The importance of checking your lease plan24 Apr 2020 // Insights
Residential Real Estate Solicitor Ben Gardner discusses the importance of ensuring you have your house in order when looking at you lease plan.
Most leases of leasehold properties contain a lease plan which shows the internal layout of the property. When purchasing a property, you should ensure that the layout of the property accurately reflects the layout in the plan to the lease. This is best done by cross checking the property against the estate agents’ plan in the first instance, and then by inspecting the property in person.
If the lease plan does not accurately reflect the layout of the property then it is likely that works have been carried out to the property since the lease was originally granted. This is not unusual, but in the absence of any written consent from the Landlord to such works then this could be an issue and will need resolving before you proceed.
Most leases will contain covenants which outline the Landlord’s requirements when making alterations to the property. Generally speaking, these covenants are either:-
- An ‘absolute’ covenant – where the lease prohibits you from making any changes, I.e. ‘not to make any alterations to the property’ or
- A ‘qualified’ covenant – where the lease permits you to make certain alterations on the basis that Landlord’s consent is obtained beforehand (with such consent not to be unreasonably withheld). I.e. ‘not to make any alterations to the property without obtaining the previous written consent of the Landlord’.
If alterations have been made to the property since the lease was granted, and Landlord’s consent has not been obtained, then it is likely that there would have been a breach of the lease. If so, then the current seller, and any future buyer, could face enforcement action by the Landlord. Furthermore, if you are buying with a mortgage, then this would affect your ability to borrow unless it is resolved.
Breach of Qualified Covenant
In the event that the lease contains a qualified covenant, then the solution would be for the current owner to obtain the Landlord’s written (retrospective) consent to the works and consent to the current layout of the property. This could be documented by way of formal licence, or deed of variation to the current lease, (depending on the nature of the breach and the wording of the lease). This does not negate the fact that planning permission and/or building regulation consent may have been required for the works and this would have to be investigated too.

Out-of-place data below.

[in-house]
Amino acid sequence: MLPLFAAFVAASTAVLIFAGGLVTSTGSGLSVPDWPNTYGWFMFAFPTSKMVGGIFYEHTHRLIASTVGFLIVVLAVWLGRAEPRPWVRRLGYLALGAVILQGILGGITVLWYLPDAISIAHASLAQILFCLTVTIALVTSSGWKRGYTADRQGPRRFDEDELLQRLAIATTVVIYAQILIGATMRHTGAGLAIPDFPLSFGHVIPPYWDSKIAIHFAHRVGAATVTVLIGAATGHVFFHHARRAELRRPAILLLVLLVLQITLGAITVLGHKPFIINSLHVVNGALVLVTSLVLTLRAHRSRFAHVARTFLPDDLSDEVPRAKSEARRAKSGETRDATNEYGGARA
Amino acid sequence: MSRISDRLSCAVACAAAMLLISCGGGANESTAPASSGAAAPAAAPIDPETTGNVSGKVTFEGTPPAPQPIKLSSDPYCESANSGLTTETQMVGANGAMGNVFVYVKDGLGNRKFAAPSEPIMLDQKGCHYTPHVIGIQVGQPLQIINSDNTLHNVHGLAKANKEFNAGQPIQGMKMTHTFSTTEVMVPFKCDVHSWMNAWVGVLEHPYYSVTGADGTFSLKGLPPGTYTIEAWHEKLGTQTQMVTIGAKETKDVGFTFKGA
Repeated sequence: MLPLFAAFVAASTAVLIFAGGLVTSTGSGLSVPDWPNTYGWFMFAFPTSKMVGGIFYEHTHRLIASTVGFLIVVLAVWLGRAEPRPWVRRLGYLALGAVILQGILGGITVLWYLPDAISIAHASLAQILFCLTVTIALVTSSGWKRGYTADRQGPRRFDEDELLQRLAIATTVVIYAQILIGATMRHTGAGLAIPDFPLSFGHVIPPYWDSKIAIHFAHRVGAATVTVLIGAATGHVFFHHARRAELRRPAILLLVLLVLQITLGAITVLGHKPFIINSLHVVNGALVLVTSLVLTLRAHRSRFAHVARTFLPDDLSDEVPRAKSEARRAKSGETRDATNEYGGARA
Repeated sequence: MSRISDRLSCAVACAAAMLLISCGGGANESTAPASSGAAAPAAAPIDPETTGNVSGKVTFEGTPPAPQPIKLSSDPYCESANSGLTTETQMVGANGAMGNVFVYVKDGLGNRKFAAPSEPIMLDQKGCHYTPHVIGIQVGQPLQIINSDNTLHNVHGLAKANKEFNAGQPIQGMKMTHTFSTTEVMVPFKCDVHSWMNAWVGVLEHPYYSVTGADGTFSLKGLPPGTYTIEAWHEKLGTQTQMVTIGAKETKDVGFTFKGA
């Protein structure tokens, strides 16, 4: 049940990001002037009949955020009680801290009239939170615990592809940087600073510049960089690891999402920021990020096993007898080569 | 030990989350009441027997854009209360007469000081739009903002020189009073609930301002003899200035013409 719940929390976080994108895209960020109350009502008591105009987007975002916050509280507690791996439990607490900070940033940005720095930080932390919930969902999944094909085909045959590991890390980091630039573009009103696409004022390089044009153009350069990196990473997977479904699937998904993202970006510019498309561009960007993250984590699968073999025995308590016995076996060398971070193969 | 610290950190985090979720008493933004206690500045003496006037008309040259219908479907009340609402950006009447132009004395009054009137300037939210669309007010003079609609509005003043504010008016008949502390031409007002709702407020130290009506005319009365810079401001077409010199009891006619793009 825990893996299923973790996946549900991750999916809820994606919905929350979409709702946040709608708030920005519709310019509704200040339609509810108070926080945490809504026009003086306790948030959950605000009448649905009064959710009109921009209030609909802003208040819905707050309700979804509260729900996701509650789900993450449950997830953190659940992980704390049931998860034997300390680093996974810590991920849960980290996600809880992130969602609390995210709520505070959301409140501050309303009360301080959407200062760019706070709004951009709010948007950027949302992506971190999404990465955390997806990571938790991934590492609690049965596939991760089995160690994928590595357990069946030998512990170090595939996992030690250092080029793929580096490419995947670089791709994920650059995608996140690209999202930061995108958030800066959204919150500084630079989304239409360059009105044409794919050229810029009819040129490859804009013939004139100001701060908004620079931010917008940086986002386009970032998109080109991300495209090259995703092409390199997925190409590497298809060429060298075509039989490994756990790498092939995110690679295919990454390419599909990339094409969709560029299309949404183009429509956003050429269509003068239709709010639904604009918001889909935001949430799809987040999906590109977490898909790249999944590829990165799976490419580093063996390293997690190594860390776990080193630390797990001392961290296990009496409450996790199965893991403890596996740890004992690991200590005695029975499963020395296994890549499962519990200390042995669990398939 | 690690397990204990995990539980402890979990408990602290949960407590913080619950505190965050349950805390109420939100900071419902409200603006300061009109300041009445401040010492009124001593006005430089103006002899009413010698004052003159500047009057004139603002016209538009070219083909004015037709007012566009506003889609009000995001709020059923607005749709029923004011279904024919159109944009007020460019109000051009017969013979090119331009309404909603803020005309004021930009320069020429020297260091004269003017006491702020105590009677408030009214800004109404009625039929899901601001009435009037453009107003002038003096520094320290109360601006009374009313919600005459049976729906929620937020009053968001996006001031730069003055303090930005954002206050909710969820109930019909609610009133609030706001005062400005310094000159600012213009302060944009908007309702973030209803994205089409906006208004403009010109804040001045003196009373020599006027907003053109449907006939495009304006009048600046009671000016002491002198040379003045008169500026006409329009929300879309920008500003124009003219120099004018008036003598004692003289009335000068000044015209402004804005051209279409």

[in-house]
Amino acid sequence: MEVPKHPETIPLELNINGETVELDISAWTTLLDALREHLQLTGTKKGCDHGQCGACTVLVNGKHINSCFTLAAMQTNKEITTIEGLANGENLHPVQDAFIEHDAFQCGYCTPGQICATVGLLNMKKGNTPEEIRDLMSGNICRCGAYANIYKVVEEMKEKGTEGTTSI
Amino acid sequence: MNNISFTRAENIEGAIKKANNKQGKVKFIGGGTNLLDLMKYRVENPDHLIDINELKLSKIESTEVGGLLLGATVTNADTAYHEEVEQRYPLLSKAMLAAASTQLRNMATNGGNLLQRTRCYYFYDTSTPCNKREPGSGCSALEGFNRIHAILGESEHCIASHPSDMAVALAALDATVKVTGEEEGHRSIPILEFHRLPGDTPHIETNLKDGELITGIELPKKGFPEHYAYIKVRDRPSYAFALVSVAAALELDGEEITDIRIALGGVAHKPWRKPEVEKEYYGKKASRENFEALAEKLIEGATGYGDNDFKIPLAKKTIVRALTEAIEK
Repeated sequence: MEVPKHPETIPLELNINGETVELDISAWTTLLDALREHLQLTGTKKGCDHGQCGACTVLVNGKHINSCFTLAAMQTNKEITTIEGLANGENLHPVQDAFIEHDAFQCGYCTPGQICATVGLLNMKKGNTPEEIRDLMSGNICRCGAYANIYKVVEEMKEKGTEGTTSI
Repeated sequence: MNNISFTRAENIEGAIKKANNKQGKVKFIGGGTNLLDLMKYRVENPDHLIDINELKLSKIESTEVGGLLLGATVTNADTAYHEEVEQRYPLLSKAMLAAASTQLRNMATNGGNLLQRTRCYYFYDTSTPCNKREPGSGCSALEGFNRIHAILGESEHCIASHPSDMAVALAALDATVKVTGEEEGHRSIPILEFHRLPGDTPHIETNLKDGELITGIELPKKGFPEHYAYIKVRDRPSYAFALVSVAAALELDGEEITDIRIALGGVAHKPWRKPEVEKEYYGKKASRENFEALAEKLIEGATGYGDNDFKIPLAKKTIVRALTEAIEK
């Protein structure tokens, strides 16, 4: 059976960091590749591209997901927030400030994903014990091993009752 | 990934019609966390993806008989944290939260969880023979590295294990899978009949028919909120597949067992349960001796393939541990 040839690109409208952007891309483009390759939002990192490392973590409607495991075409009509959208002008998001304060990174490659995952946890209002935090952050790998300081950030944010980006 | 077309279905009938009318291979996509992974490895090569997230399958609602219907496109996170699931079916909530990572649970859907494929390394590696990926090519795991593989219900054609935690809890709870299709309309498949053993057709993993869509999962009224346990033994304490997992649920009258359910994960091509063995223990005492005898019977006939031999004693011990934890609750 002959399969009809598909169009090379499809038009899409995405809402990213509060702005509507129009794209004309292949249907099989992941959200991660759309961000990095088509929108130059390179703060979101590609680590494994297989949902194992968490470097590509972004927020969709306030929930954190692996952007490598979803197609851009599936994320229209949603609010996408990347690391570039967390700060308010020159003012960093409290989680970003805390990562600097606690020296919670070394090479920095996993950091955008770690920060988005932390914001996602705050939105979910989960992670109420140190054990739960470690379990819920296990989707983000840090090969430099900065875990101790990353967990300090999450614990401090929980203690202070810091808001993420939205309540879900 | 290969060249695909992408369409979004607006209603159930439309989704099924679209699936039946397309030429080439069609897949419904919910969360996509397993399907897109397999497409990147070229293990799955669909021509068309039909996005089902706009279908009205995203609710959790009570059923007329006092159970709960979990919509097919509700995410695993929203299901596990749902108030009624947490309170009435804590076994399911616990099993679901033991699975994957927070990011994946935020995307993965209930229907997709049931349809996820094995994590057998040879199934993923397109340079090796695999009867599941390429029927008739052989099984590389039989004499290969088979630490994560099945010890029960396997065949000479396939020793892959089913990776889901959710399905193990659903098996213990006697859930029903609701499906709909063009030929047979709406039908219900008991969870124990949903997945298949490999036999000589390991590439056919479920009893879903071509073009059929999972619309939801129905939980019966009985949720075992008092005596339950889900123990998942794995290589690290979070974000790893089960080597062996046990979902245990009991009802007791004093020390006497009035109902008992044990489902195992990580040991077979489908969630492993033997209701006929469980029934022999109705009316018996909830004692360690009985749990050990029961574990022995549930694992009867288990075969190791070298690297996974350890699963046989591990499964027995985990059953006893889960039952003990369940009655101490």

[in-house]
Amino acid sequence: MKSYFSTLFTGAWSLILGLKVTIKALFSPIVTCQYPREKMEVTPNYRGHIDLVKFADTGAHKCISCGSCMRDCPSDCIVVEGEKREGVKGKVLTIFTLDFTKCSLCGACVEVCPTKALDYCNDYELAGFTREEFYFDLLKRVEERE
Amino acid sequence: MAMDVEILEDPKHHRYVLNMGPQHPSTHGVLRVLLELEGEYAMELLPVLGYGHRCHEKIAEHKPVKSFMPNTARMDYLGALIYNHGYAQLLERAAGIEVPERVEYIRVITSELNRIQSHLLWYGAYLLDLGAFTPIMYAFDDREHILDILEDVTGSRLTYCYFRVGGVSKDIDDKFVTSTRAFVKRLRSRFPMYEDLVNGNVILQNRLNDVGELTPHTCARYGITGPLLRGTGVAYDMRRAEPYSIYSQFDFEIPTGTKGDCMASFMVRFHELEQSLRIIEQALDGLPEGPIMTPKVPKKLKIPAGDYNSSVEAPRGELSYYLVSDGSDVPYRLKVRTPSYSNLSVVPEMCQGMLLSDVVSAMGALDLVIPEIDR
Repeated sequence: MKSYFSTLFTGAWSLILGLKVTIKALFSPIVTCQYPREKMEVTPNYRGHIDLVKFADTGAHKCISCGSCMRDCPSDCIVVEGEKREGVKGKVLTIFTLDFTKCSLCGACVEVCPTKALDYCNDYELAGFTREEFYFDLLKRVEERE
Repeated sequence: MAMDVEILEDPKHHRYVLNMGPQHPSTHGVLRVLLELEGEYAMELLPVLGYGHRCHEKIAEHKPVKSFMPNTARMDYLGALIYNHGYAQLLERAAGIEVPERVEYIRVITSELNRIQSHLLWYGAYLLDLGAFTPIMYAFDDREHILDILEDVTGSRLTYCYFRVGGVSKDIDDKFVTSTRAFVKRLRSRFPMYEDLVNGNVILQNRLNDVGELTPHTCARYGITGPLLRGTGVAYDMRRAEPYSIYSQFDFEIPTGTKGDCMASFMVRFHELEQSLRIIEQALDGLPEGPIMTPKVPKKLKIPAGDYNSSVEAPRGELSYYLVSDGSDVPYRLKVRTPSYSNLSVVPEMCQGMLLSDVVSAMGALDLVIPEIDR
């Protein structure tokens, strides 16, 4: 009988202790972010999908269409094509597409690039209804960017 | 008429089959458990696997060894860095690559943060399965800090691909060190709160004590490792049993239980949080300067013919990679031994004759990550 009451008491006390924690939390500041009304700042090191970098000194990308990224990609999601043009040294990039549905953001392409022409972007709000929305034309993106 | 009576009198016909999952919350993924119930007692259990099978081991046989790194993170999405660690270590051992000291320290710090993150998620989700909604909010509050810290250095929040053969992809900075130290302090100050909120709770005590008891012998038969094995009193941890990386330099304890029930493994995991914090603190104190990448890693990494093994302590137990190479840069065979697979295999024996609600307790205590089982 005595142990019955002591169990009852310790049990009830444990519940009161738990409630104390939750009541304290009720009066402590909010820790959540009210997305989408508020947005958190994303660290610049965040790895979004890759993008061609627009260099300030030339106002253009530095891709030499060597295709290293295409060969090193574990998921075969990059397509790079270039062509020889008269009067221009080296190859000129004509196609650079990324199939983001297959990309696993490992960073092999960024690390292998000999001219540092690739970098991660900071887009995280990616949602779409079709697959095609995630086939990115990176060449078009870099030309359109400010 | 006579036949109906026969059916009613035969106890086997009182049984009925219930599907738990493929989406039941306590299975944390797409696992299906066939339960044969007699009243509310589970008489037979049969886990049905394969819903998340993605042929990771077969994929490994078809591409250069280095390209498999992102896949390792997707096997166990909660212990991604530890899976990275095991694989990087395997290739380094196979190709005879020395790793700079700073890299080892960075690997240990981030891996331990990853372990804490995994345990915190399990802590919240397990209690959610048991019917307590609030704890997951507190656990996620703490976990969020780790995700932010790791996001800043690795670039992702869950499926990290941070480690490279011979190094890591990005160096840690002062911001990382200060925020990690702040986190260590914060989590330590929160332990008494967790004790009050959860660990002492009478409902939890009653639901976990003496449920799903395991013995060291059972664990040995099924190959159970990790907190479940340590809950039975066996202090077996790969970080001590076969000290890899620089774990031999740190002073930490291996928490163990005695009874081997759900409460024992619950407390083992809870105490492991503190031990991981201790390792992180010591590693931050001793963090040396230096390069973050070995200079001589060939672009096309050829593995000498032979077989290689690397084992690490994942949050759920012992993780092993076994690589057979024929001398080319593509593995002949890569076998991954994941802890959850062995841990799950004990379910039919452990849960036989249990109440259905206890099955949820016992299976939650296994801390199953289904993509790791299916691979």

Breach of Absolute Covenant
If there has been a breach of absolute covenant, then a potential resolution has been made significantly more complicated given the recent Court of Appeal case of Duval v 11-13 Randolph Crescent Ltd. As it stands, if there is a breach of absolute covenant, then a Landlord is not free to simply license works or to waive compliance with the absolute covenant. This case was however subject to an appeal hearing by the Supreme Court on 10 October 2019 and Judgement is eagerly awaited given the potential, far reaching, implications. We will report again when the Judgement is handed down.
It is therefore very important to check the lease plan, and the wording of the lease before you purchase a leasehold property, and before you carry out any works to your leasehold property.
Should you have any questions regarding the above information, or need any residential property related legal advice, please get in contact with Ben Gardner, at firstname.lastname@example.org or on 0207 725 8046, or your existing contact within Seddons’ Residential Real Estate team.
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